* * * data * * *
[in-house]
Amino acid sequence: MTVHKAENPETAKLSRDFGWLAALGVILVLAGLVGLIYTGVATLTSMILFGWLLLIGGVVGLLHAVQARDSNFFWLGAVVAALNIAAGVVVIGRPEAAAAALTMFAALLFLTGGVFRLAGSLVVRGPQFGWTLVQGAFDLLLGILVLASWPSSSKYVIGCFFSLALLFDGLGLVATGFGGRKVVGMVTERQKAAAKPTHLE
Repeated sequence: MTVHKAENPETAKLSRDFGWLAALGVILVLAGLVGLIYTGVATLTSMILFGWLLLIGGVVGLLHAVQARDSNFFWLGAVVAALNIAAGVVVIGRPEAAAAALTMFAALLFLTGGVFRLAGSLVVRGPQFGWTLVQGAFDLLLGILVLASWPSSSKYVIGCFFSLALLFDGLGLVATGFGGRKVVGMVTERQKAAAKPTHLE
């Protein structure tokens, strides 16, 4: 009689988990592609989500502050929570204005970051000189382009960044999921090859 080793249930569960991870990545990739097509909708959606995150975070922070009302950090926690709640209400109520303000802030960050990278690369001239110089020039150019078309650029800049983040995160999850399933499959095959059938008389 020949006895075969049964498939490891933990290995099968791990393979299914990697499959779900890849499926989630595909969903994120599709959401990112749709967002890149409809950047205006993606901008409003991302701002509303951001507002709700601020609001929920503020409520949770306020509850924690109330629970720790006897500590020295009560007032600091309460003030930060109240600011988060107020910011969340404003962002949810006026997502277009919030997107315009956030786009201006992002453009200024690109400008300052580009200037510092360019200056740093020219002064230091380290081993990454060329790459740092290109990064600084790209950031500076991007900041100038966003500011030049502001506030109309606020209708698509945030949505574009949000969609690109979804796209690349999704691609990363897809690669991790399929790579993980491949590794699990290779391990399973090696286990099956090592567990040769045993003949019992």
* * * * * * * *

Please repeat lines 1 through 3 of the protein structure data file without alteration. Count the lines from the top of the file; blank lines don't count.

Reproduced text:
[in-house]
Amino acid sequence: MTVHKAENPETAKLSRDFGWLAALGVILVLAGLVGLIYTGVATLTSMILFGWLLLIGGVVGLLHAVQARDSNFFWLGAVVAALNIAAGVVVIGRPEAAAAALTMFAALLFLTGGVFRLAGSLVVRGPQFGWTLVQGAFDLLLGILVLASWPSSSKYVIGCFFSLALLFDGLGLVATGFGGRKVVGMVTERQKAAAKPTHLE
Repeated sequence: MTVHKAENPETAKLSRDFGWLAALGVILVLAGLVGLIYTGVATLTSMILFGWLLLIGGVVGLLHAVQARDSNFFWLGAVVAALNIAAGVVVIGRPEAAAAALTMFAALLFLTGGVFRLAGSLVVRGPQFGWTLVQGAFDLLLGILVLASWPSSSKYVIGCFFSLALLFDGLGLVATGFGGRKVVGMVTERQKAAAKPTHLE